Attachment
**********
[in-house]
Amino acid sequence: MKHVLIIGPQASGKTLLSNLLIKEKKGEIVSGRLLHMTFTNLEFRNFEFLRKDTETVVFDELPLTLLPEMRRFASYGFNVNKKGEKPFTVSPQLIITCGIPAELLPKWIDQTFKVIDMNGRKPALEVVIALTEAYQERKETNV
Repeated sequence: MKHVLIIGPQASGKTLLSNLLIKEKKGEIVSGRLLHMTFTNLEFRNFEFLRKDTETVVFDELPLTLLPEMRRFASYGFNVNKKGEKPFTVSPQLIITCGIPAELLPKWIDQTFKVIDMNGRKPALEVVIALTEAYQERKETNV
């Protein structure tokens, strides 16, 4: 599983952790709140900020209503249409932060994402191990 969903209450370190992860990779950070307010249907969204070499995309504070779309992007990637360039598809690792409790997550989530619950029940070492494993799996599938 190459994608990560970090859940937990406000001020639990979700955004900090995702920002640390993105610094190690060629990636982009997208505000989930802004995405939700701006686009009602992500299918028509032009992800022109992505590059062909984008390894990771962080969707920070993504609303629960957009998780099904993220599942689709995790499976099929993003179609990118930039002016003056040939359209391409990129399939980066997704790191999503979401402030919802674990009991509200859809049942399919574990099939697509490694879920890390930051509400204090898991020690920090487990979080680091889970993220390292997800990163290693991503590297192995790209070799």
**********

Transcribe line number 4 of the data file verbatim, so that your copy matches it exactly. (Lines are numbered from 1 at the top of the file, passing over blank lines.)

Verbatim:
């Protein structure tokens, strides 16, 4: 599983952790709140900020209503249409932060994402191990 969903209450370190992860990779950070307010249907969204070499995309504070779309992007990637360039598809690792409790997550989530619950029940070492494993799996599938 190459994608990560970090859940937990406000001020639990979700955004900090995702920002640390993105610094190690060629990636982009997208505000989930802004995405939700701006686009009602992500299918028509032009992800022109992505590059062909984008390894990771962080969707920070993504609303629960957009998780099904993220599942689709995790499976099929993003179609990118930039002016003056040939359209391409990129399939980066997704790191999503979401402030919802674990009991509200859809049942399919574990099939697509490694879920890390930051509400204090898991020690920090487990979080680091889970993220390292997800990163290693991503590297192995790209070799």